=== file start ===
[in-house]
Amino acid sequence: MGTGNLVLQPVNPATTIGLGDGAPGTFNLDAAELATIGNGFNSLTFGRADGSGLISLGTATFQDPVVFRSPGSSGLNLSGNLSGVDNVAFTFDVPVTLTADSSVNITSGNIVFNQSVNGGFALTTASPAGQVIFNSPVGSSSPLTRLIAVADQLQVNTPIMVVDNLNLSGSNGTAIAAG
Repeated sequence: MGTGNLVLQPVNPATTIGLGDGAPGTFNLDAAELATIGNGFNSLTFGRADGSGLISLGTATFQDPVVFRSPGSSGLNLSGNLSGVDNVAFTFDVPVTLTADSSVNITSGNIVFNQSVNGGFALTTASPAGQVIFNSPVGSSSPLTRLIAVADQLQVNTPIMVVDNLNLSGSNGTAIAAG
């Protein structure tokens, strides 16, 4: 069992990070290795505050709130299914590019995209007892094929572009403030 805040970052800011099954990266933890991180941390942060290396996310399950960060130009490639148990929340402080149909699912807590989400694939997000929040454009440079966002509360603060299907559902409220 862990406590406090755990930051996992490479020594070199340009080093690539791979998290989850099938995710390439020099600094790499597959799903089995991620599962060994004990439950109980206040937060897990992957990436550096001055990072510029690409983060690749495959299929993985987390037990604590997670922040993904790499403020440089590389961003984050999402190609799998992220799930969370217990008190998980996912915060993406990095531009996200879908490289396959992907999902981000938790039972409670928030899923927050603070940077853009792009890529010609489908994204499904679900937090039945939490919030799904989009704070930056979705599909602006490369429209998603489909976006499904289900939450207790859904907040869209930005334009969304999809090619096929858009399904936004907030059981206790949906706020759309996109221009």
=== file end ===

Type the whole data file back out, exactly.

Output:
[in-house]
Amino acid sequence: MGTGNLVLQPVNPATTIGLGDGAPGTFNLDAAELATIGNGFNSLTFGRADGSGLISLGTATFQDPVVFRSPGSSGLNLSGNLSGVDNVAFTFDVPVTLTADSSVNITSGNIVFNQSVNGGFALTTASPAGQVIFNSPVGSSSPLTRLIAVADQLQVNTPIMVVDNLNLSGSNGTAIAAG
Repeated sequence: MGTGNLVLQPVNPATTIGLGDGAPGTFNLDAAELATIGNGFNSLTFGRADGSGLISLGTATFQDPVVFRSPGSSGLNLSGNLSGVDNVAFTFDVPVTLTADSSVNITSGNIVFNQSVNGGFALTTASPAGQVIFNSPVGSSSPLTRLIAVADQLQVNTPIMVVDNLNLSGSNGTAIAAG
């Protein structure tokens, strides 16, 4: 069992990070290795505050709130299914590019995209007892094929572009403030 805040970052800011099954990266933890991180941390942060290396996310399950960060130009490639148990929340402080149909699912807590989400694939997000929040454009440079966002509360603060299907559902409220 862990406590406090755990930051996992490479020594070199340009080093690539791979998290989850099938995710390439020099600094790499597959799903089995991620599962060994004990439950109980206040937060897990992957990436550096001055990072510029690409983060690749495959299929993985987390037990604590997670922040993904790499403020440089590389961003984050999402190609799998992220799930969370217990008190998980996912915060993406990095531009996200879908490289396959992907999902981000938790039972409670928030899923927050603070940077853009792009890529010609489908994204499904679900937090039945939490919030799904989009704070930056979705599909602006490369429209998603489909976006499904289900939450207790859904907040869209930005334009969304999809090619096929858009399904936004907030059981206790949906706020759309996109221009």